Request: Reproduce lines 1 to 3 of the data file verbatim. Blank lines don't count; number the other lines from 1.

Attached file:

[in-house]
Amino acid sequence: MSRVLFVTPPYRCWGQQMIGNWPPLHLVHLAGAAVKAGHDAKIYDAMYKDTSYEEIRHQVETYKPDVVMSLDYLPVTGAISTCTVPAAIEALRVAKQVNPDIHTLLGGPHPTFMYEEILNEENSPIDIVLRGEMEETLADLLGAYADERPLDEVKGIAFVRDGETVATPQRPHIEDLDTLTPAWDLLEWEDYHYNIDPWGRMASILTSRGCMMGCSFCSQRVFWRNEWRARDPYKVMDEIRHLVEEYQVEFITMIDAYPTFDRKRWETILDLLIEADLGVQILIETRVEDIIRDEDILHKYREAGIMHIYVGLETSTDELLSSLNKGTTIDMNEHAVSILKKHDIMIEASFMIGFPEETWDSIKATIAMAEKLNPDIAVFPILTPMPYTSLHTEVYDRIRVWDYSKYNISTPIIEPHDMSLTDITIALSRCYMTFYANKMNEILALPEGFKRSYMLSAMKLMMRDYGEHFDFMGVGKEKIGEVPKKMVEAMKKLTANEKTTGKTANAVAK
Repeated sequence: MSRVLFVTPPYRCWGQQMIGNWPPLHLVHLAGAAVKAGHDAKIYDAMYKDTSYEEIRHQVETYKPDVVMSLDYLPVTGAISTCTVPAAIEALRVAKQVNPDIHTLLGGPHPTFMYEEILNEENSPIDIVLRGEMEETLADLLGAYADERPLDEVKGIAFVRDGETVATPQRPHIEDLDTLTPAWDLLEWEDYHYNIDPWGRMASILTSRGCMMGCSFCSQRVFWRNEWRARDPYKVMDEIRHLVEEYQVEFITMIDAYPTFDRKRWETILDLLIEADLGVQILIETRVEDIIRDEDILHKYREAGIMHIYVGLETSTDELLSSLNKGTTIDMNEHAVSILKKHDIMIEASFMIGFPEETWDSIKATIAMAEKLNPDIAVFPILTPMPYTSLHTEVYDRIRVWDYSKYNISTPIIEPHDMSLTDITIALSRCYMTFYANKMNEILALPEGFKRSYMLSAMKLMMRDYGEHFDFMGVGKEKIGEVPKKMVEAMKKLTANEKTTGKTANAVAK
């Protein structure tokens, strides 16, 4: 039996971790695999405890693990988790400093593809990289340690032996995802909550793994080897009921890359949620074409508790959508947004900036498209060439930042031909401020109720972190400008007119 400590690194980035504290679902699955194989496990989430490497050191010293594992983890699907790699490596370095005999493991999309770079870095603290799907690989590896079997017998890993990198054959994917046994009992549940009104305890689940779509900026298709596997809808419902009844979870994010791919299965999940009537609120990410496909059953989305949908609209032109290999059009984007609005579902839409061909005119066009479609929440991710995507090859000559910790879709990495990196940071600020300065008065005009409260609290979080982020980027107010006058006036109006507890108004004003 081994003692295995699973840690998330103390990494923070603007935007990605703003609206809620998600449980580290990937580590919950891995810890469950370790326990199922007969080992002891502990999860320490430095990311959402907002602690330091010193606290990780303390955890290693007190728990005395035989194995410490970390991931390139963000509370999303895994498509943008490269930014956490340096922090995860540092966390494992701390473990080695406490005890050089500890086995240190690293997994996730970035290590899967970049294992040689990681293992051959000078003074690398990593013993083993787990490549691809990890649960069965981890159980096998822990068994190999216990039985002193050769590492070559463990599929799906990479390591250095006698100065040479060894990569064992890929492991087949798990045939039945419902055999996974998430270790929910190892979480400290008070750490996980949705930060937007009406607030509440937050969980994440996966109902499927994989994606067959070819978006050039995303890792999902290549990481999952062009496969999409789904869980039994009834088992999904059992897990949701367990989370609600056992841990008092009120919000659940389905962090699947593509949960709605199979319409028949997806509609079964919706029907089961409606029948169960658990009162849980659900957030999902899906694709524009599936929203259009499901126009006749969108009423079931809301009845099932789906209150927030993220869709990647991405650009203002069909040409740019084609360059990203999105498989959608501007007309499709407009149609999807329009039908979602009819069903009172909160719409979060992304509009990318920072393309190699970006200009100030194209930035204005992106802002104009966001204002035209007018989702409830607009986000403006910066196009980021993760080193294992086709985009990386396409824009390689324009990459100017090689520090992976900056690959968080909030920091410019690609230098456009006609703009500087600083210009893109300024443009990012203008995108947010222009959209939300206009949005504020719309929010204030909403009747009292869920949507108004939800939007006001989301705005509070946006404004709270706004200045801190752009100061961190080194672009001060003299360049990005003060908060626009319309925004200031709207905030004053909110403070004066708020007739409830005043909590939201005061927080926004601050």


[in-house]
Amino acid sequence: MSRVLFVTPPYRCWGQQMIGNWPPLHLVHLAGAAVKAGHDAKIYDAMYKDTSYEEIRHQVETYKPDVVMSLDYLPVTGAISTCTVPAAIEALRVAKQVNPDIHTLLGGPHPTFMYEEILNEENSPIDIVLRGEMEETLADLLGAYADERPLDEVKGIAFVRDGETVATPQRPHIEDLDTLTPAWDLLEWEDYHYNIDPWGRMASILTSRGCMMGCSFCSQRVFWRNEWRARDPYKVMDEIRHLVEEYQVEFITMIDAYPTFDRKRWETILDLLIEADLGVQILIETRVEDIIRDEDILHKYREAGIMHIYVGLETSTDELLSSLNKGTTIDMNEHAVSILKKHDIMIEASFMIGFPEETWDSIKATIAMAEKLNPDIAVFPILTPMPYTSLHTEVYDRIRVWDYSKYNISTPIIEPHDMSLTDITIALSRCYMTFYANKMNEILALPEGFKRSYMLSAMKLMMRDYGEHFDFMGVGKEKIGEVPKKMVEAMKKLTANEKTTGKTANAVAK
Repeated sequence: MSRVLFVTPPYRCWGQQMIGNWPPLHLVHLAGAAVKAGHDAKIYDAMYKDTSYEEIRHQVETYKPDVVMSLDYLPVTGAISTCTVPAAIEALRVAKQVNPDIHTLLGGPHPTFMYEEILNEENSPIDIVLRGEMEETLADLLGAYADERPLDEVKGIAFVRDGETVATPQRPHIEDLDTLTPAWDLLEWEDYHYNIDPWGRMASILTSRGCMMGCSFCSQRVFWRNEWRARDPYKVMDEIRHLVEEYQVEFITMIDAYPTFDRKRWETILDLLIEADLGVQILIETRVEDIIRDEDILHKYREAGIMHIYVGLETSTDELLSSLNKGTTIDMNEHAVSILKKHDIMIEASFMIGFPEETWDSIKATIAMAEKLNPDIAVFPILTPMPYTSLHTEVYDRIRVWDYSKYNISTPIIEPHDMSLTDITIALSRCYMTFYANKMNEILALPEGFKRSYMLSAMKLMMRDYGEHFDFMGVGKEKIGEVPKKMVEAMKKLTANEKTTGKTANAVAK